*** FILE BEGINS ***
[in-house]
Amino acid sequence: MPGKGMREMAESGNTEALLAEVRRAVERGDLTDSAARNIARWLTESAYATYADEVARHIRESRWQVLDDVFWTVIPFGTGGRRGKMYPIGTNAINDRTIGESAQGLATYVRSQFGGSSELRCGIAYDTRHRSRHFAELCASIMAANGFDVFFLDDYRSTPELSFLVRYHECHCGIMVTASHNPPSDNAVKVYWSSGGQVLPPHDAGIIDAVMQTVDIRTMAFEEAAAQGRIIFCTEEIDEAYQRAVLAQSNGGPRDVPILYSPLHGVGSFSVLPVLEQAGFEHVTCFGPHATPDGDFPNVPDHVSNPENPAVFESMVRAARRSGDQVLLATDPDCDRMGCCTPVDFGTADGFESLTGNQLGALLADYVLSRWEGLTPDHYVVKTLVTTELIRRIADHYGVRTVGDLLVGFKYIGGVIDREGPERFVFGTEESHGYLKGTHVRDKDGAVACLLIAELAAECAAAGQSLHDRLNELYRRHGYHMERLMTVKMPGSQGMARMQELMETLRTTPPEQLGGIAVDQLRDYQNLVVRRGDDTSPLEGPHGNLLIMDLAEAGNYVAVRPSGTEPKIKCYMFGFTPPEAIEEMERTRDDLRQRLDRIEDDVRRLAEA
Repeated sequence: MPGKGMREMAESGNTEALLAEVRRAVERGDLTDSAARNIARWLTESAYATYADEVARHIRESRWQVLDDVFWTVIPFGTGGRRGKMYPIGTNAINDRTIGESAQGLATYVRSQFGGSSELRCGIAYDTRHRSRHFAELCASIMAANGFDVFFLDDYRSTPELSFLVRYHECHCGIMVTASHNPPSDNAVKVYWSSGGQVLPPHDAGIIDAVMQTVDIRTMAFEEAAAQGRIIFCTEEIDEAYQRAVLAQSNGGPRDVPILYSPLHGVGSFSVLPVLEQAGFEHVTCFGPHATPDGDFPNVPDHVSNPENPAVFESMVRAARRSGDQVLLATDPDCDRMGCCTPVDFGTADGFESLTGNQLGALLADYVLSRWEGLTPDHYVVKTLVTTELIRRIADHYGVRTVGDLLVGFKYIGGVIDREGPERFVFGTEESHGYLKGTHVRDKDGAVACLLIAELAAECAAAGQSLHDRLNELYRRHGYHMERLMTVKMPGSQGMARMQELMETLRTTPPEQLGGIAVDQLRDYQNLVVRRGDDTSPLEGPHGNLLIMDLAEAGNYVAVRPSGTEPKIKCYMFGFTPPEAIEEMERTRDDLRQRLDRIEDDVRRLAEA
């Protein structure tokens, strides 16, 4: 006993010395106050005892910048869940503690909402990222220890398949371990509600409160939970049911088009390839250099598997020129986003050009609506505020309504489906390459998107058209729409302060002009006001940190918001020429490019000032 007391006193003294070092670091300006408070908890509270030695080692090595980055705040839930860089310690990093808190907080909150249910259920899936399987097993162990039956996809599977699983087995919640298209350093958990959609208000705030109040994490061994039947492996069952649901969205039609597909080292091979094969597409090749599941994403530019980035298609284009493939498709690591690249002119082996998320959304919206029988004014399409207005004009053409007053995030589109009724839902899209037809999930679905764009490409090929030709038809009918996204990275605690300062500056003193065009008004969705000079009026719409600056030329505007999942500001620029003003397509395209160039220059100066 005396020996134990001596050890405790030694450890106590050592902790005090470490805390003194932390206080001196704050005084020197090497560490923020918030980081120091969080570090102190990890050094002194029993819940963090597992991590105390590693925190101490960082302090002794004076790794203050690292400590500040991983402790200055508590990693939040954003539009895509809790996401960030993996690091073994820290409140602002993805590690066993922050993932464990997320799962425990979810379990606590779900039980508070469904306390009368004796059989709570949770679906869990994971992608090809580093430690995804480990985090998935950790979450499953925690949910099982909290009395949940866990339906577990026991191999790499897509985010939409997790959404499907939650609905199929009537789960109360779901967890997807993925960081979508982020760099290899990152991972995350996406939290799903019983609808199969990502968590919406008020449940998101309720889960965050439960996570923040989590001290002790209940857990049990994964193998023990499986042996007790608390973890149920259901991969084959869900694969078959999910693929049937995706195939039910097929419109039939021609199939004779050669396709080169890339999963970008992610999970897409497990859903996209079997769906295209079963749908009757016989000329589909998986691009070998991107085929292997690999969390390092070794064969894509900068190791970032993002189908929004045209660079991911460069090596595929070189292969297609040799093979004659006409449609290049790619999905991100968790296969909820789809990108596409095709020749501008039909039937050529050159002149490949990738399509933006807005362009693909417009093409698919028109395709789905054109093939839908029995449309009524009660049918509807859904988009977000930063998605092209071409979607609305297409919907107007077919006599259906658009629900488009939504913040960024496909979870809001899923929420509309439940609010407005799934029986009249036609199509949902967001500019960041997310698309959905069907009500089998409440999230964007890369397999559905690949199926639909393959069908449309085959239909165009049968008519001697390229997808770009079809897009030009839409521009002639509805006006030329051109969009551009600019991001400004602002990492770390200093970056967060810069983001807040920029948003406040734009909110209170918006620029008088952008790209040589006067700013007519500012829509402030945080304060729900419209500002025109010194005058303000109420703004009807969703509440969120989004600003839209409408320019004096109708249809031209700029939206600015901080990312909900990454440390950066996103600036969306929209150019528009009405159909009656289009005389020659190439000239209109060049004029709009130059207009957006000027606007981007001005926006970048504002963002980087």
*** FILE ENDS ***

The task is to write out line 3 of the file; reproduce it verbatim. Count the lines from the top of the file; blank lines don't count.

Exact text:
Repeated sequence: MPGKGMREMAESGNTEALLAEVRRAVERGDLTDSAARNIARWLTESAYATYADEVARHIRESRWQVLDDVFWTVIPFGTGGRRGKMYPIGTNAINDRTIGESAQGLATYVRSQFGGSSELRCGIAYDTRHRSRHFAELCASIMAANGFDVFFLDDYRSTPELSFLVRYHECHCGIMVTASHNPPSDNAVKVYWSSGGQVLPPHDAGIIDAVMQTVDIRTMAFEEAAAQGRIIFCTEEIDEAYQRAVLAQSNGGPRDVPILYSPLHGVGSFSVLPVLEQAGFEHVTCFGPHATPDGDFPNVPDHVSNPENPAVFESMVRAARRSGDQVLLATDPDCDRMGCCTPVDFGTADGFESLTGNQLGALLADYVLSRWEGLTPDHYVVKTLVTTELIRRIADHYGVRTVGDLLVGFKYIGGVIDREGPERFVFGTEESHGYLKGTHVRDKDGAVACLLIAELAAECAAAGQSLHDRLNELYRRHGYHMERLMTVKMPGSQGMARMQELMETLRTTPPEQLGGIAVDQLRDYQNLVVRRGDDTSPLEGPHGNLLIMDLAEAGNYVAVRPSGTEPKIKCYMFGFTPPEAIEEMERTRDDLRQRLDRIEDDVRRLAEA